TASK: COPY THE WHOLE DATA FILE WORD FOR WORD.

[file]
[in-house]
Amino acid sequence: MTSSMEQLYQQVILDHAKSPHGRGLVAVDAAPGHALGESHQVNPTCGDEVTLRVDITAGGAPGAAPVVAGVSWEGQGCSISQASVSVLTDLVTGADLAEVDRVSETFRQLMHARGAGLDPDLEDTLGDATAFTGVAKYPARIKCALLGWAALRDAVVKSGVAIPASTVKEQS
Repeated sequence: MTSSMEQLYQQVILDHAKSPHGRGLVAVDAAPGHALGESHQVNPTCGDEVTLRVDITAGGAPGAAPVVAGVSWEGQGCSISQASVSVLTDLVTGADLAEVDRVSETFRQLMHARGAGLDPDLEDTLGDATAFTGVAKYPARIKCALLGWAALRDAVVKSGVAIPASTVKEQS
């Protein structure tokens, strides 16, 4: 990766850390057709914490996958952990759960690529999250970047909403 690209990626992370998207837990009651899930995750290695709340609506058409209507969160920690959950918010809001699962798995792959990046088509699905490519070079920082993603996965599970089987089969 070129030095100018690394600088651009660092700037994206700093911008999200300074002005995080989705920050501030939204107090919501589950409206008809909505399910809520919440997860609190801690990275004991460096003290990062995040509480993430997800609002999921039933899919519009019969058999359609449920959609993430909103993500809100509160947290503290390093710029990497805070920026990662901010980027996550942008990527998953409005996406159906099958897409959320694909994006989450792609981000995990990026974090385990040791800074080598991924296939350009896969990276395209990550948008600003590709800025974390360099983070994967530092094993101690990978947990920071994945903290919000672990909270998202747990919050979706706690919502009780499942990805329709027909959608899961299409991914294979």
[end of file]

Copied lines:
[in-house]
Amino acid sequence: MTSSMEQLYQQVILDHAKSPHGRGLVAVDAAPGHALGESHQVNPTCGDEVTLRVDITAGGAPGAAPVVAGVSWEGQGCSISQASVSVLTDLVTGADLAEVDRVSETFRQLMHARGAGLDPDLEDTLGDATAFTGVAKYPARIKCALLGWAALRDAVVKSGVAIPASTVKEQS
Repeated sequence: MTSSMEQLYQQVILDHAKSPHGRGLVAVDAAPGHALGESHQVNPTCGDEVTLRVDITAGGAPGAAPVVAGVSWEGQGCSISQASVSVLTDLVTGADLAEVDRVSETFRQLMHARGAGLDPDLEDTLGDATAFTGVAKYPARIKCALLGWAALRDAVVKSGVAIPASTVKEQS
């Protein structure tokens, strides 16, 4: 990766850390057709914490996958952990759960690529999250970047909403 690209990626992370998207837990009651899930995750290695709340609506058409209507969160920690959950918010809001699962798995792959990046088509699905490519070079920082993603996965599970089987089969 070129030095100018690394600088651009660092700037994206700093911008999200300074002005995080989705920050501030939204107090919501589950409206008809909505399910809520919440997860609190801690990275004991460096003290990062995040509480993430997800609002999921039933899919519009019969058999359609449920959609993430909103993500809100509160947290503290390093710029990497805070920026990662901010980027996550942008990527998953409005996406159906099958897409959320694909994006989450792609981000995990990026974090385990040791800074080598991924296939350009896969990276395209990550948008600003590709800025974390360099983070994967530092094993101690990978947990920071994945903290919000672990909270998202747990919050979706706690919502009780499942990805329709027909959608899961299409991914294979």